A Home Safety Checklist

Stay Active, Stay Independent and Stay On Your Feet! (PDF, 5 MB)

Did you know?

Using Your Home Safety Checklist

Using this checklist, take your time and go through each room. Don’t forget the basement, garage, porch and walkways too.

Think about having a family member or friend help you. Together you can spot the risks, make simple improvements and list changes needed to keep you and your family safe from falls.

It’s time to take control of your independence!

Healthy aging

There are many factors which contribute to healthy aging. We may have little control over factors such as our genetic make-up, but there are many things we can do to maintain vital, active lives. As we get older, our bodies change and we can become more prone to falls. Certain risks can be eliminated and others considerably reduced by simple prevention measures.

This guide will help you recognize safety risks and help you make simple changes to reduce the chances of getting hurt in and around your home.

Changes with aging

Aging affects everyone differently. Some experience physical limitations that seriously affect their level of activity, while others are able to remain quite active. The following describes some of the changes associated with aging. If you are experiencing problems associated with these changes, consult your health care provider.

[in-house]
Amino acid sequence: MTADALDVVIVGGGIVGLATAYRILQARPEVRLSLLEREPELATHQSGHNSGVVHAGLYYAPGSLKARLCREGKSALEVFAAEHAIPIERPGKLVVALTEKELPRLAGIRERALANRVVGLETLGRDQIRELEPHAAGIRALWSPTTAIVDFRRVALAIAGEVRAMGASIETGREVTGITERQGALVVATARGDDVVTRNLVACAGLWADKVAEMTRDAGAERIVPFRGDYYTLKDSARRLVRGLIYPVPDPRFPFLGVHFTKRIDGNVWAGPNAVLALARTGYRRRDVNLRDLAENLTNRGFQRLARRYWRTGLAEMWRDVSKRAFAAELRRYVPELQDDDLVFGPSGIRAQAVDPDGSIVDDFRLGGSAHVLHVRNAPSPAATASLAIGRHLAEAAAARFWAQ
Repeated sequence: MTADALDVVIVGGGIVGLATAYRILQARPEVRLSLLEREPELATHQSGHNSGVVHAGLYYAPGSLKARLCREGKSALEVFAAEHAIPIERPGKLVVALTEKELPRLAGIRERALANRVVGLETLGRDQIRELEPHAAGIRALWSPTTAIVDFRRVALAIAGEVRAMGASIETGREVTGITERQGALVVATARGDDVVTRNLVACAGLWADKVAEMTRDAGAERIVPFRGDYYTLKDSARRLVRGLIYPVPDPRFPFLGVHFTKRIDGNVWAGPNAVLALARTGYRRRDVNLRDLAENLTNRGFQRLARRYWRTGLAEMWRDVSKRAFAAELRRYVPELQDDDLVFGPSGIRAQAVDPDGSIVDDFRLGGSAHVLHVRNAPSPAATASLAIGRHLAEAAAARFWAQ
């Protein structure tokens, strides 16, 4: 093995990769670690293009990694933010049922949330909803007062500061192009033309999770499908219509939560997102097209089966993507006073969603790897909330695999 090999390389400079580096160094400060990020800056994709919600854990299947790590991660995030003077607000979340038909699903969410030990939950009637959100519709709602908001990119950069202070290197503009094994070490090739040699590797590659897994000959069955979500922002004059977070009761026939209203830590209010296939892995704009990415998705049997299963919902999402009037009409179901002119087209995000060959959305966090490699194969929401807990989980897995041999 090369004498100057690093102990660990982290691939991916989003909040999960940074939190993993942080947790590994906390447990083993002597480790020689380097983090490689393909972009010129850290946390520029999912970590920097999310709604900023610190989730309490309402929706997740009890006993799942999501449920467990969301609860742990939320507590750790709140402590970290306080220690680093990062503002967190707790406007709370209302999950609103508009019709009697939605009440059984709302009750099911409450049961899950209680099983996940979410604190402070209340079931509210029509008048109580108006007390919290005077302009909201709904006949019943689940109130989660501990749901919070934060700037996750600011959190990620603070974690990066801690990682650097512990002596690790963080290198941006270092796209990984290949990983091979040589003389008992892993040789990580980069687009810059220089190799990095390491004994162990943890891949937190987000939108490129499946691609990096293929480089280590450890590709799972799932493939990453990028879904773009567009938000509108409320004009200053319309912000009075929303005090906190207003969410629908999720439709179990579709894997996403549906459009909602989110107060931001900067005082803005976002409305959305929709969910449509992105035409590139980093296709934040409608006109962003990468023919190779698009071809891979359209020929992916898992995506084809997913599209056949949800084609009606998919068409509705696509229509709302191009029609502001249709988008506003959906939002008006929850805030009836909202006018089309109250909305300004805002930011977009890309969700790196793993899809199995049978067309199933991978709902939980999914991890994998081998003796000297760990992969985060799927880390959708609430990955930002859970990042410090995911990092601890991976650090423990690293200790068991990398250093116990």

Balance and gait

Outside your home



Your entrance


Your Stairs


Your floors


Your living space


Your kitchen


Your bathroom


Your bedroom


Your basement


Your medicine cabinet


Healthy active living

Strength and balance activities are recommended two to four days a week. Below are some examples of activities you can do.

Endurance activities are recommended four to seven days a week. Below are some examples of activities you can do:

Flexibility activities are recommended every day. Below are some examples of activities you can do:


If you are unsure of your health status, check with your health care provider.

Strength and balance activities help you to:

When you maintain your strength and balance through regular activities, you:

Endurance activities help you to:

Flexibility activities help you to:

What to do if you fall

Try not to panic and rest for a moment.

If you can get up

      1. Roll onto your side. Push up into a sitting position.Person sitting on the floor.
      2. Turn onto your hands and knees. Crawl to the nearest piece of stable furniture (e.g. bed, chair, stool, toilet).Person on hands and knees
      3. Place your hands on the seat.
        Person with knees on the floor holding a chair
      4. Place one foot flat on the floor.Person with one foot flat on the floor and holding onto a chair.
      5. Lean forward and push up with your other foot.Person standing up holding onto a chair
      6. Sit, rest, then tell someone you have fallen.
Person sitting in a chair

If you are injured

        • Do not try to get up
        • Get help: Drag yourself to a phone. Call 911 and stay on the line.
        • Keep warm: Use anything that is near: bedding, a coat, even a tablecloth.
        • If you are wet: If your bladder “lets go” in the fall, move away from the damp area to keep warm.
        • Move your limbs: Gently moving your arms and legs will help your circulation and reduce pressure areas.

Be prepared

      • practice getting up before a fall occurs
      • activate your personal alarm call system if you fall
      • have your phone at table level for easier access
      • find a daily telephone buddy

This item was last modified on July 5, 2017